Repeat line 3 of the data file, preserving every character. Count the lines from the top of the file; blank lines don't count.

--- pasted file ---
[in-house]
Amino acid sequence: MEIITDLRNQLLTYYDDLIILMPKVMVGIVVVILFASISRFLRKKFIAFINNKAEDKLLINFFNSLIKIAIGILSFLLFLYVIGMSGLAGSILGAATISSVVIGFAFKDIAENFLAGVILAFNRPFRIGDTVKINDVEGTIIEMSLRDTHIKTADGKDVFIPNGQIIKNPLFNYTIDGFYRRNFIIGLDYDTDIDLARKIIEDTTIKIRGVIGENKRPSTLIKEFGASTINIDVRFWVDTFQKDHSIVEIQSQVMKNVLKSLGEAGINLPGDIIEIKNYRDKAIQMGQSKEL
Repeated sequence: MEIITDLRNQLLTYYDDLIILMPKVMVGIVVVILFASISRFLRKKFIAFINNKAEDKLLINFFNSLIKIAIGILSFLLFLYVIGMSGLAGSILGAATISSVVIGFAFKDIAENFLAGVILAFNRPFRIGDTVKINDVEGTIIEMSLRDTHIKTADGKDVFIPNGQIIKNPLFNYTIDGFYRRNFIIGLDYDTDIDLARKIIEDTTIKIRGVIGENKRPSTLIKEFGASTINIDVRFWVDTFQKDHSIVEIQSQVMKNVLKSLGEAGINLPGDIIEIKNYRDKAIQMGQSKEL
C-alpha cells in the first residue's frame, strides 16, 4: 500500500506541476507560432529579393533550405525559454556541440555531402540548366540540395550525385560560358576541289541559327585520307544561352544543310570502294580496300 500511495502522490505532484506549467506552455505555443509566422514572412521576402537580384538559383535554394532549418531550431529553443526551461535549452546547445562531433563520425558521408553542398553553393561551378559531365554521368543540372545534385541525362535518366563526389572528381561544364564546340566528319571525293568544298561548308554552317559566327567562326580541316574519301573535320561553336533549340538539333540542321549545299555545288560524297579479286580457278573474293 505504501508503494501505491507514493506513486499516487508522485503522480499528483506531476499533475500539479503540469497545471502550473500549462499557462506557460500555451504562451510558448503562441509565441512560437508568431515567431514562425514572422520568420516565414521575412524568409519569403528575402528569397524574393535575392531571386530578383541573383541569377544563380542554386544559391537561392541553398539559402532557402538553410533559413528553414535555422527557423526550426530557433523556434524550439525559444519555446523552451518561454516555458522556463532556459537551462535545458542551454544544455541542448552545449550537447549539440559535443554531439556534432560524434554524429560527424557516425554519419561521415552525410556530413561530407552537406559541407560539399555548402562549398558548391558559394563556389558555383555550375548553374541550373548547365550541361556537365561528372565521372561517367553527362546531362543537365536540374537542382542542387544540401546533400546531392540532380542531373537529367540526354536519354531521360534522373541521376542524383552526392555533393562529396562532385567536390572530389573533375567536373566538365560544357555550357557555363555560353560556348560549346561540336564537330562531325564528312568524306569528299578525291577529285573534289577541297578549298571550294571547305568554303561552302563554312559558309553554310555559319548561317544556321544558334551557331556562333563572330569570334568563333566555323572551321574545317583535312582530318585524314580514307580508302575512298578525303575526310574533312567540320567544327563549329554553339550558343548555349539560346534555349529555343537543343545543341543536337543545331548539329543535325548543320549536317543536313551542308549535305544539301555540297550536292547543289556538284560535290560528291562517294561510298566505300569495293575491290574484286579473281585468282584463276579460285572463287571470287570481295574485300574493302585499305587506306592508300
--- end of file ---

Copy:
Repeated sequence: MEIITDLRNQLLTYYDDLIILMPKVMVGIVVVILFASISRFLRKKFIAFINNKAEDKLLINFFNSLIKIAIGILSFLLFLYVIGMSGLAGSILGAATISSVVIGFAFKDIAENFLAGVILAFNRPFRIGDTVKINDVEGTIIEMSLRDTHIKTADGKDVFIPNGQIIKNPLFNYTIDGFYRRNFIIGLDYDTDIDLARKIIEDTTIKIRGVIGENKRPSTLIKEFGASTINIDVRFWVDTFQKDHSIVEIQSQVMKNVLKSLGEAGINLPGDIIEIKNYRDKAIQMGQSKEL